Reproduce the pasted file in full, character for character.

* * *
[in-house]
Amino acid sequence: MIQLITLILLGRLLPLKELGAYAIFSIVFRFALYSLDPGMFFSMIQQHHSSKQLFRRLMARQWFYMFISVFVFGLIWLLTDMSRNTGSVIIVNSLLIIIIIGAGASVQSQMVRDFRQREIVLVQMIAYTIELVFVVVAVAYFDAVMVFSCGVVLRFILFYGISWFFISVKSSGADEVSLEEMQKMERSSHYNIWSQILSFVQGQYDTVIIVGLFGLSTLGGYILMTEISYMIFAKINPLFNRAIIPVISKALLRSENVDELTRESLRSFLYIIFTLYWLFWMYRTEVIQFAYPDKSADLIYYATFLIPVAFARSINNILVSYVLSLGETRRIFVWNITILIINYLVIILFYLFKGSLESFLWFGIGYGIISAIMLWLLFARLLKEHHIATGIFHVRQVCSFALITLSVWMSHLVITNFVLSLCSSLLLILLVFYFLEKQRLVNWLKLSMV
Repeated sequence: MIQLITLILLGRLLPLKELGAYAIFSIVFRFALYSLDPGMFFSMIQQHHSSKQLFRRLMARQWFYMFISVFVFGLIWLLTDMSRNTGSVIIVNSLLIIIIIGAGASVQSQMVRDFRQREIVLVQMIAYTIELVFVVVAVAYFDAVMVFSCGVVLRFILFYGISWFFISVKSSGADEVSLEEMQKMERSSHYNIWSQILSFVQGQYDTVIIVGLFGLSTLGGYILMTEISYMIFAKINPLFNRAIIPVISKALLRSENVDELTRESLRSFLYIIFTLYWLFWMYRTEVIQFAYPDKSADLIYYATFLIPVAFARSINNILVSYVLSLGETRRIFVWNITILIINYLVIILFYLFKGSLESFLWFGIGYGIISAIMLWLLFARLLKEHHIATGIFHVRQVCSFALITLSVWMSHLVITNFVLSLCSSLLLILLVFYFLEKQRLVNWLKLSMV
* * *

[in-house]
Amino acid sequence: MIQLITLILLGRLLPLKELGAYAIFSIVFRFALYSLDPGMFFSMIQQHHSSKQLFRRLMARQWFYMFISVFVFGLIWLLTDMSRNTGSVIIVNSLLIIIIIGAGASVQSQMVRDFRQREIVLVQMIAYTIELVFVVVAVAYFDAVMVFSCGVVLRFILFYGISWFFISVKSSGADEVSLEEMQKMERSSHYNIWSQILSFVQGQYDTVIIVGLFGLSTLGGYILMTEISYMIFAKINPLFNRAIIPVISKALLRSENVDELTRESLRSFLYIIFTLYWLFWMYRTEVIQFAYPDKSADLIYYATFLIPVAFARSINNILVSYVLSLGETRRIFVWNITILIINYLVIILFYLFKGSLESFLWFGIGYGIISAIMLWLLFARLLKEHHIATGIFHVRQVCSFALITLSVWMSHLVITNFVLSLCSSLLLILLVFYFLEKQRLVNWLKLSMV
Repeated sequence: MIQLITLILLGRLLPLKELGAYAIFSIVFRFALYSLDPGMFFSMIQQHHSSKQLFRRLMARQWFYMFISVFVFGLIWLLTDMSRNTGSVIIVNSLLIIIIIGAGASVQSQMVRDFRQREIVLVQMIAYTIELVFVVVAVAYFDAVMVFSCGVVLRFILFYGISWFFISVKSSGADEVSLEEMQKMERSSHYNIWSQILSFVQGQYDTVIIVGLFGLSTLGGYILMTEISYMIFAKINPLFNRAIIPVISKALLRSENVDELTRESLRSFLYIIFTLYWLFWMYRTEVIQFAYPDKSADLIYYATFLIPVAFARSINNILVSYVLSLGETRRIFVWNITILIINYLVIILFYLFKGSLESFLWFGIGYGIISAIMLWLLFARLLKEHHIATGIFHVRQVCSFALITLSVWMSHLVITNFVLSLCSSLLLILLVFYFLEKQRLVNWLKLSMV